Don’t Watch|Where You’re Going

     Lawyers may soon become a major road hazard.
     The ABA Journal this month, in an article titled “Smartwatches and other wearables can enhance the practice of law, attorneys say,” reported on a session at the ABA Techshow where a speaker recommended using smartwatches – “especially in court or behind the wheel.”
     Exactly one business day later (there was a weekend involved), a “complaint for nuisance caused by smartphone and smartwatch usage while driving” was filed in Los Angeles Superior Court on behalf of something called Coalition Against Distracted Driving.
     Defendants in the suit include Apple, Samsung, Google and Microsoft – the giants of the distraction industry.
     The suit asks for at least $1 billion annually for a national public education campaign that I’m really hoping won’t be on freeway billboards or in text messages.
     I can hear you scoffing at this even while I’m writing this sentence, but stop for a moment and consider the facts. Distractions do indeed lead to accidents. Is it not reasonably foreseeable, as they say in law school, that if you place a device that demands attention, crashes will occur?
     These companies are well aware of this danger but continue to push their deadly products on impressionable youths who want to look cool – or whatever the cool term for cool is these days. (Boss? Snazzy? Dope? Sexually attractive? I suspect I’m not cool since I don’t know this.)
     The real problem with this lawsuit is that it doesn’t go far enough. There are lots of other distractions causing accidents.
     Why are there not stiff fines for scantily clad persons walking near roads?
     Should we not be educated about the risks of driving while consuming catsup-laden sandwiches and hot coffee?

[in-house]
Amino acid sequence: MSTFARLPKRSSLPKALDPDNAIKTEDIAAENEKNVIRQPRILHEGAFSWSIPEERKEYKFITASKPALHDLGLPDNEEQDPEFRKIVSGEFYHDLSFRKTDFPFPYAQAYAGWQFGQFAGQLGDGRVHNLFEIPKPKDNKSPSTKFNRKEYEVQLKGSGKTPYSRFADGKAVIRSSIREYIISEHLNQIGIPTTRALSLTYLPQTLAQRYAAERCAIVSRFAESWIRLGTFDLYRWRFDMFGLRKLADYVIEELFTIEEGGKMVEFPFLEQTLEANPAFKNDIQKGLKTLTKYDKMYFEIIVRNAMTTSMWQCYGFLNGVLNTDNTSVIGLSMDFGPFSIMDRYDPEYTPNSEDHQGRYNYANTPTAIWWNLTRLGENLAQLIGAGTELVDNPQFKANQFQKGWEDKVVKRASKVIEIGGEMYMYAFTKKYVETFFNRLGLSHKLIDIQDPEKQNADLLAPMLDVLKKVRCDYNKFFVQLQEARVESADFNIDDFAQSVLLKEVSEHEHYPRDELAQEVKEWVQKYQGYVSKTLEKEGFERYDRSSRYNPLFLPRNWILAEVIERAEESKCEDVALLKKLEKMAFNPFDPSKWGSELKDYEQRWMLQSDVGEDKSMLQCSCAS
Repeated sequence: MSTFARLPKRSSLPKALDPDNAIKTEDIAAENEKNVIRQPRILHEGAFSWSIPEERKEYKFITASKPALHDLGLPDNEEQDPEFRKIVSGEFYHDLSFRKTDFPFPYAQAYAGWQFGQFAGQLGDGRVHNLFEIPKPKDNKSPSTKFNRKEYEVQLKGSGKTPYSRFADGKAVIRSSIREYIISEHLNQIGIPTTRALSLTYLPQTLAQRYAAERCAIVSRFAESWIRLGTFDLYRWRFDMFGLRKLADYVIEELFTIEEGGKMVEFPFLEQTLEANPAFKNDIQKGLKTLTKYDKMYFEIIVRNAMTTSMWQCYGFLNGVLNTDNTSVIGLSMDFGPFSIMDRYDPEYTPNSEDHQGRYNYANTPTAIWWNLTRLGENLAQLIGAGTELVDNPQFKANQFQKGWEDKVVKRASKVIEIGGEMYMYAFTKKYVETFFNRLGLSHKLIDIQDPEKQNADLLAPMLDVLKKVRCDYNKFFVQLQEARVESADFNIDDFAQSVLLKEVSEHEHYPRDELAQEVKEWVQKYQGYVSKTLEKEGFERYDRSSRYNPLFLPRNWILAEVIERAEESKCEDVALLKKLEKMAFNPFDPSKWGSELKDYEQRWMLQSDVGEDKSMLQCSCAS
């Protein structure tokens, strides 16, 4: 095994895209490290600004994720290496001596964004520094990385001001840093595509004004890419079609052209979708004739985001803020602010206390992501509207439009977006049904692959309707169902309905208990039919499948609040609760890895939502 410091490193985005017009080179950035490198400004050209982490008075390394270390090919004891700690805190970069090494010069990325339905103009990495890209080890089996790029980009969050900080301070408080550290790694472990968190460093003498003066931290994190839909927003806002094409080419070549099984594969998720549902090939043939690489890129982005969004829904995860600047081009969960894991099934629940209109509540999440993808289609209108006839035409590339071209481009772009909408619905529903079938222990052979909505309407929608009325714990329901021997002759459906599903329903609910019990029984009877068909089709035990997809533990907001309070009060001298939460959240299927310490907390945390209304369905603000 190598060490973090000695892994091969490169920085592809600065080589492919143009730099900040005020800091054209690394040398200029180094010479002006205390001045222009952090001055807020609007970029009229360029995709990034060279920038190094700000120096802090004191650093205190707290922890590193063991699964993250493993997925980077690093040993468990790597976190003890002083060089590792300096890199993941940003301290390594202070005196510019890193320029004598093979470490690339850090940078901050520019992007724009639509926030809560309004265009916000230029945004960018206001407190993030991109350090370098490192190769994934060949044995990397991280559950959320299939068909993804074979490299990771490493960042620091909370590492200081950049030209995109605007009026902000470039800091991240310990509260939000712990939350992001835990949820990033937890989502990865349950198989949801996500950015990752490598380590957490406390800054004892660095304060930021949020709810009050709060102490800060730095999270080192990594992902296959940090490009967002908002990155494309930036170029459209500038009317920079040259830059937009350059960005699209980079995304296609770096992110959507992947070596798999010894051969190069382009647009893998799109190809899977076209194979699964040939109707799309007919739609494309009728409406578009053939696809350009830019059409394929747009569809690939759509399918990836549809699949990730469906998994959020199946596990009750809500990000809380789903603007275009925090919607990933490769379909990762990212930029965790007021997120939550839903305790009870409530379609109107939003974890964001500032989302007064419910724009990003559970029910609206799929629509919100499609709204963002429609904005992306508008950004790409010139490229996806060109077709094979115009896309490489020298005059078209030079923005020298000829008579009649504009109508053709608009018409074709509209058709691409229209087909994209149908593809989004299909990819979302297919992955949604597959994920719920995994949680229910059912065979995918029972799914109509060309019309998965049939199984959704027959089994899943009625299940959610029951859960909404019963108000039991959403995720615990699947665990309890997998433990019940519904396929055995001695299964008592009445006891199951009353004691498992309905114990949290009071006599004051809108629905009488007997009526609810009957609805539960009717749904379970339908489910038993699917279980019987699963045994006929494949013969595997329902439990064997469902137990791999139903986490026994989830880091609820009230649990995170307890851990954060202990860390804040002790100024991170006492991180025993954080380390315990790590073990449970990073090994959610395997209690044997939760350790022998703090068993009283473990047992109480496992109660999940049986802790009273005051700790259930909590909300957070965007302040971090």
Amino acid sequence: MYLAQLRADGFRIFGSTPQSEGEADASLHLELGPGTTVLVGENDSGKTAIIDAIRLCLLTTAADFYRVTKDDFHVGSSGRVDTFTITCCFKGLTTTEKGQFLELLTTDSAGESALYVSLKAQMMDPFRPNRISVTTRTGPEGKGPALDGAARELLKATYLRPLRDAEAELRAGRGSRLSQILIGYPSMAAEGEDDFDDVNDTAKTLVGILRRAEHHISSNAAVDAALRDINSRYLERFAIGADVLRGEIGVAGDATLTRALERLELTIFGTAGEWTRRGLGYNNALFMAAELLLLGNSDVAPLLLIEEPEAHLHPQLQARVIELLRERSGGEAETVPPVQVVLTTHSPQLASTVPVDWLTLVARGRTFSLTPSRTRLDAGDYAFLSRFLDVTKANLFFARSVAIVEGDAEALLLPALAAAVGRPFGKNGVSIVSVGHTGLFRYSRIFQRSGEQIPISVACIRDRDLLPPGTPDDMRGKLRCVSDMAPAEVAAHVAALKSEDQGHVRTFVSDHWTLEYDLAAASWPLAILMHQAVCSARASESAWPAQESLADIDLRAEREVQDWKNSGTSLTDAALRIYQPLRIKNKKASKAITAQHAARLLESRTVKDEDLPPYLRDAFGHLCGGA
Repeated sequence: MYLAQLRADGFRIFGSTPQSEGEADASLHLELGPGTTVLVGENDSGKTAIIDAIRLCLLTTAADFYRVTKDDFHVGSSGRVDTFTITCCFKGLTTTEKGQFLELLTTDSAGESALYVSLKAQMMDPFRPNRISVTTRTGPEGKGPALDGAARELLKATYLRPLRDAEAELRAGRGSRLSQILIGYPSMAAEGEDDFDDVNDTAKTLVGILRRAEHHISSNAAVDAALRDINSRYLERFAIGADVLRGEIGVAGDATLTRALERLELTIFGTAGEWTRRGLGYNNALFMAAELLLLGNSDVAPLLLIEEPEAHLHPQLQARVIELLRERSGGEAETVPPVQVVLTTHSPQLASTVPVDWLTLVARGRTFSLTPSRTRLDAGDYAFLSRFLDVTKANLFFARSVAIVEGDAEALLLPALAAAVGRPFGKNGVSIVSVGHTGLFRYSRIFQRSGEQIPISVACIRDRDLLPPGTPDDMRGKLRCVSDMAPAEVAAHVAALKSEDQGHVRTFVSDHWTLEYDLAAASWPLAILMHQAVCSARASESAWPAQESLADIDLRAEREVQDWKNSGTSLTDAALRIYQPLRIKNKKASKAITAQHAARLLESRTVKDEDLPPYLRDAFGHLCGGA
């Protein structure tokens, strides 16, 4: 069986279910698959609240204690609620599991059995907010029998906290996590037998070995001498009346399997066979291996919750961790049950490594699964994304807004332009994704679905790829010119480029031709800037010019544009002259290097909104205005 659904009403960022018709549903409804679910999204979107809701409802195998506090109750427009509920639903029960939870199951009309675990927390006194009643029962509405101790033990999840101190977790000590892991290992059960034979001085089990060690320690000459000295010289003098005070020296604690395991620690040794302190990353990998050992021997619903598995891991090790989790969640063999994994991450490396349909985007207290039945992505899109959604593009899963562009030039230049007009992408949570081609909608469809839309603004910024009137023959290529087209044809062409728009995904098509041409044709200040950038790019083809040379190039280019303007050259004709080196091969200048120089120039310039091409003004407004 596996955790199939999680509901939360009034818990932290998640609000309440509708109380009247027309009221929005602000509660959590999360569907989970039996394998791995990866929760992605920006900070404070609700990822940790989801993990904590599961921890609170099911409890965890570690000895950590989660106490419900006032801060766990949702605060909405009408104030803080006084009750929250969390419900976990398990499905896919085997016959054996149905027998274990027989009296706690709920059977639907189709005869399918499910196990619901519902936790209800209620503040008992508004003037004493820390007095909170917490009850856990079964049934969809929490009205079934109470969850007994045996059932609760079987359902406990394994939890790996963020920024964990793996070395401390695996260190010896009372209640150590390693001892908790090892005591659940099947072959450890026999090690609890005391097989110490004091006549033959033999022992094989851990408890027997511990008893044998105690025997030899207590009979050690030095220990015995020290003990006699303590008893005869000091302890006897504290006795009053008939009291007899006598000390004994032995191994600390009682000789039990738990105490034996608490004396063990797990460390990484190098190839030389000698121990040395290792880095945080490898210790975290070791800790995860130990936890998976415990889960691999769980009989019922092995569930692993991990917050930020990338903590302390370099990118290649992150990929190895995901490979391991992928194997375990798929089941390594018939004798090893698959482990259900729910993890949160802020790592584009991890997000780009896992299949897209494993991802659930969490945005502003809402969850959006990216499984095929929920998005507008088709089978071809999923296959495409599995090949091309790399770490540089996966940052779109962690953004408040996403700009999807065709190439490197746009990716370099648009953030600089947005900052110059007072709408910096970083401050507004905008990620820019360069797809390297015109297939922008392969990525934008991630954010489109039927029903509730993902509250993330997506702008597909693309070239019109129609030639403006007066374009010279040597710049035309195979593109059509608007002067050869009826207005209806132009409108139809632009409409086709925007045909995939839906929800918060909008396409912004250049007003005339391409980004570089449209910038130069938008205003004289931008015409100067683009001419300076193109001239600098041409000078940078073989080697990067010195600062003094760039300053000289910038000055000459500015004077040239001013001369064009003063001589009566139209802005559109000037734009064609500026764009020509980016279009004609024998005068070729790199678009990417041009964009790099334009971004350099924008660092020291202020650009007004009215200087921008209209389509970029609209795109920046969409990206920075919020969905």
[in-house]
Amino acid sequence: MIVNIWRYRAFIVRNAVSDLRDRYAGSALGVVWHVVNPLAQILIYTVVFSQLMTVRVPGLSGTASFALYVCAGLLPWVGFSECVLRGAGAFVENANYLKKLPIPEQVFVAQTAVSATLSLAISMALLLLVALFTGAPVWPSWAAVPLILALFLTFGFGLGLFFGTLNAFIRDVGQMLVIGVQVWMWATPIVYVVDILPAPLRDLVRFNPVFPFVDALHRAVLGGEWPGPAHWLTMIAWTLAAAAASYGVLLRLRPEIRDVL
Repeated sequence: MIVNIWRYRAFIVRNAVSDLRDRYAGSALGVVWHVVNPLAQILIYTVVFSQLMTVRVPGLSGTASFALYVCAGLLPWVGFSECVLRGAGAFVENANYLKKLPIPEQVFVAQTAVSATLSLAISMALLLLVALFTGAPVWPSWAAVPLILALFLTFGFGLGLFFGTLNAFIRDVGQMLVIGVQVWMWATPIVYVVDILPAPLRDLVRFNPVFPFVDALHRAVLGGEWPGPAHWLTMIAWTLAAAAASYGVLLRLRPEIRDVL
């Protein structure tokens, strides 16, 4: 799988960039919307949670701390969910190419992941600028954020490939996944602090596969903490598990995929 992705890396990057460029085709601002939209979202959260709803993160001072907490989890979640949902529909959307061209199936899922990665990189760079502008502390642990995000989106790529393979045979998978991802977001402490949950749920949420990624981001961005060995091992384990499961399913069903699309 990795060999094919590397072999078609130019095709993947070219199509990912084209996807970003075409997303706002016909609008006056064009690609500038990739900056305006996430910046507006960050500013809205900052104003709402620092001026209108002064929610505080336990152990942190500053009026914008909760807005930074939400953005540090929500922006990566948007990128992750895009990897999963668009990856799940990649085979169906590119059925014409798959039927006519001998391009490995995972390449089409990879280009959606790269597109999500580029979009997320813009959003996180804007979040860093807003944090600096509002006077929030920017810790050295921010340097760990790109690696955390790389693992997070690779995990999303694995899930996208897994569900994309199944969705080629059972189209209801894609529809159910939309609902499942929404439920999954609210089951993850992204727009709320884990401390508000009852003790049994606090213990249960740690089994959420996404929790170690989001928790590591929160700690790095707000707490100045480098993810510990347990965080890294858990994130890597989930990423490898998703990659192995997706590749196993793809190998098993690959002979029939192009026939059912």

And what about that dog that’s barfing in the back seat?
     We need to learn about all of these things so that we can sue everyone possible.
     I recommend starting with a class action against all the major car manufacturers.
     It’s reasonably foreseeable there will be many traffic accidents if you sell people cars.
     By the way, distraction is not the only problem. Many years ago, I vividly remember reporting on a lawsuit against the California Department of Transportation for not making a freeway interesting enough.
     The plaintiff driver was so bored he fell asleep at the wheel and crashed.
     At the time, I recommended cartoons on billboards to solve this problem but I can see how that might be a little too interesting. You’ve got to strike a very delicate balance between boredom and fascination to achieve the laserlike focus required for safe driving.
     So I’m revising my recommendations. One answer, obviously, is a carefully controlled, intravenous caffeine drip.
     With frequent bathroom stops.
     But the best solution is to turn driving into a video game. Distraction should be put to good use.
     Auto windshields must be outfitted with virtual reality augmentation that features a soundtrack and transforms other vehicles and road obstacles into dragons, orcs and potential bad dates (depending on driver preference).
     Drivers making it home successfully will be rewarded with wardrobe upgrades.
     Or maybe a jewel-encrusted magical sword.
     
     A cure for loneliness? Filing lawsuits, of course, is a good way to get out of the house and interact with people
     I have no idea what the Coalition Against Distracted Driving is but I suspect there aren’t a whole lot of members aside from the lawyer who filed the suit who also happens to be the other named plaintiff.
     This might explain the following from page 3 of the lawsuit: “Plaintiff CADD invites the U.S. government, the state of California, California counties and cities, the California State Association of Counties, the League of California Cities, and other states to apply to join CADD.”
     Just because you’re a government doesn’t mean you get in without going through the application process. This group has standards.
     
     Celebrity notes. A couple of interesting notes from celebrity litigation last week.
     First there was this from a complaint against a rapper named Jayceon Taylor, aka The Game, who allegedly attacked a couple of process servers and took a video camera from one of them:
     “Following the attack, Defendant … ran up the driveway, got inside of his black and silver Rolls Royce Phantom vehicle and fled the residence to go perform at the Coachella Music Festival.”
     Now that’s a true professional gangsta rapper.
     And then there was a small-claims filing seeking $5,000 from actress Mila Kunis for “Therapy due to isolation for the loss of her chicken pet ‘Doggie’ which Defendant stole from Plaintiff back in Ukraine.”
     No word on Doggie’s current condition or whereabouts but you’ve got to expect fowl play.
     Sorry.

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